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Angiogenesis

Sino Biological offers a comprehensive set of reagents for studying a variety of areas in angiogenesis process, including angiogenesis growth factors, angiogenesis inhibitors, proteases and adhesion molecules. These high quality reagents include active proteins, highly specific antibodies (mouse Mabs, rabbit Mabs, rabbit Pabs), and cDNA clones.

Angiogenesis Products Index

Angiogenesis Background

Angiogenesis is the process of new blood vessel formation, which is essential during development, as well as wound healing. Angiogenesis is regulated by a variety of growth factors and inhibitors. Chemical stimulation of angiogenesis is performed by several growth factors, including FGFs (fibroblast growth factors), VEGFs (vascular endothelial growth factors), PDGFs, eprins, angiopoietins, TGF-beta etc. Angiogenesis inhibitors can be endogenous or exogenous (such as drug or a dietary component). Endogenous angiogenesis inhibitors may be interleukins, interferons, chemokines, or growth factor regulators.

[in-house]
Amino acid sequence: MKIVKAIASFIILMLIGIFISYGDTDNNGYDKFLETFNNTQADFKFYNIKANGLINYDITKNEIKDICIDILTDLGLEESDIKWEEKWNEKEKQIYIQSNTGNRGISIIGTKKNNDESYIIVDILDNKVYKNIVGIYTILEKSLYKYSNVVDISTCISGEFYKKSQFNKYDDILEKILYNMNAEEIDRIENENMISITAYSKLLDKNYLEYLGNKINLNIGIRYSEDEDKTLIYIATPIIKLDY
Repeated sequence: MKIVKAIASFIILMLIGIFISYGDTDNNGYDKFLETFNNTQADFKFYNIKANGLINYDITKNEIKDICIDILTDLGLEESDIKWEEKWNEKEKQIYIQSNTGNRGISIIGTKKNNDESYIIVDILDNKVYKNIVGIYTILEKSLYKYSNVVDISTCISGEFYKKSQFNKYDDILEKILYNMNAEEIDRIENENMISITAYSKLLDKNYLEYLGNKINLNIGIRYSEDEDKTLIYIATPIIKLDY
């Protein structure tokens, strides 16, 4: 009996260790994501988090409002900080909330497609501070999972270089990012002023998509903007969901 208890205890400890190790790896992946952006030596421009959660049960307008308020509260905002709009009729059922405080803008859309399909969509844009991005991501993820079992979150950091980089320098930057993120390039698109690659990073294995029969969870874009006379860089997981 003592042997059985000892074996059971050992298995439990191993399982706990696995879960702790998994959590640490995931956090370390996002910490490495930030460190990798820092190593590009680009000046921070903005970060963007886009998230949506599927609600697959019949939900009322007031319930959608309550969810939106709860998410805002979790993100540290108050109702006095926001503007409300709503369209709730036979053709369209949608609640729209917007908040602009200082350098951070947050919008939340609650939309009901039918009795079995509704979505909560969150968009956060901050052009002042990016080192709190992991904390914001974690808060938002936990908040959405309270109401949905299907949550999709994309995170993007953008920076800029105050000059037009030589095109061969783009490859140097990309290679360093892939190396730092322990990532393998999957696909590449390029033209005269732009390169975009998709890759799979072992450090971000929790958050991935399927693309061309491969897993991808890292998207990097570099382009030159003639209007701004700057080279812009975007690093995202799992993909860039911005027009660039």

Imbalanced stimulation and inhibition of Angiogenesis can lead to diseases. In cancer, rheumatoid arthritis, and diabetic eye disease, excessive angiogenesis results in diseased tissue and destroys normal tissue. Conversely, insufficient angiogenesis underlies conditions such as coronary heart disease, stroke and delayed wound healing, where inadequate blood-vessel growth leads to poor circulation and tissue death. The modern clinical application of the principle of angiogenesis can be divided into two main areas: anti-angiogenic therapies, which are being employed to fight cancer and malignancies, and pro-angiogenic therapies, which are being studied as options to treat cardiovascular diseases.

Angiogenesis Related Studies

    1. Carmeliet P. (2005) Angiogenesis in life, disease and medicine. Nature. 438(7070):932-6.
    2. Ferrara N, et al. (2005) Angiogenesis as a therapeutic target. Nature. 438(7070):967-74.
    3. Ribatti D, et al. (2009) Angiogenesis in asthma. Clin Exp Allergy. 39(12):1815-21.
    4. Tan A, et al. (2010) Angiogenesis-inhibitors for metastatic thyroid cancer. Cochrane Database Syst Rev. 3:CD007958.
    5. Le Bourhis X, et al. (2010) Role of endothelial progenitor cells in breast cancer angiogenesis: from fundamental research to clinical ramifications. Breast Cancer Res Treat. 120(1):17-24.
Please note: All products are "FOR RESEARCH USE ONLY AND ARE NOT INTENDED FOR DIAGNOSTIC OR THERAPEUTIC USE"
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